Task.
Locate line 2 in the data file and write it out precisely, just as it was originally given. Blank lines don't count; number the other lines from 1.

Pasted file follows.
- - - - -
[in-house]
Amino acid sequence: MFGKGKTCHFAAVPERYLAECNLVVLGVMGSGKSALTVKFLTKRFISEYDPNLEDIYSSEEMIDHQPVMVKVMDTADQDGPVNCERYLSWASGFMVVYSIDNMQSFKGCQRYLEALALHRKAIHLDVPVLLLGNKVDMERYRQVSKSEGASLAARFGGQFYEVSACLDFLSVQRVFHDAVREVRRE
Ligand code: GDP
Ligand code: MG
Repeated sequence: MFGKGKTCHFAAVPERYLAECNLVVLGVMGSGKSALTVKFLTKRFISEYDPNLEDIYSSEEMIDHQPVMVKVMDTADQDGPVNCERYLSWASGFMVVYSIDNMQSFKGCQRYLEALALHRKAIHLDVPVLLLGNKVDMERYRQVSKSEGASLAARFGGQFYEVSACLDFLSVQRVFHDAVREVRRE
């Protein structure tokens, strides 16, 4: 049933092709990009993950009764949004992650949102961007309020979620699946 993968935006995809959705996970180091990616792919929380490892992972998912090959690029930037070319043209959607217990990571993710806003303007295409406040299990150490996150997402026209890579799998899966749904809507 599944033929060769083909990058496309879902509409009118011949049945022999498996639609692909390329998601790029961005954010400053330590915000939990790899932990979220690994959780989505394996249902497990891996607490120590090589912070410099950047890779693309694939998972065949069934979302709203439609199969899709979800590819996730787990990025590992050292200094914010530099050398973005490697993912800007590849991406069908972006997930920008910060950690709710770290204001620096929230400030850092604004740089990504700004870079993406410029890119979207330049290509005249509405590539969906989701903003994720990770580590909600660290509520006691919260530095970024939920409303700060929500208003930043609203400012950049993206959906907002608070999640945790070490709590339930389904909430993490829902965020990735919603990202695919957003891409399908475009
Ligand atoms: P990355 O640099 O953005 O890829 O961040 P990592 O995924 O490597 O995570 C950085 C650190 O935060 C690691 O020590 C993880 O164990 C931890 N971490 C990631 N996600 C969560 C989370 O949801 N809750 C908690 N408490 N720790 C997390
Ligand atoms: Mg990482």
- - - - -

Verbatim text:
Amino acid sequence: MFGKGKTCHFAAVPERYLAECNLVVLGVMGSGKSALTVKFLTKRFISEYDPNLEDIYSSEEMIDHQPVMVKVMDTADQDGPVNCERYLSWASGFMVVYSIDNMQSFKGCQRYLEALALHRKAIHLDVPVLLLGNKVDMERYRQVSKSEGASLAARFGGQFYEVSACLDFLSVQRVFHDAVREVRRE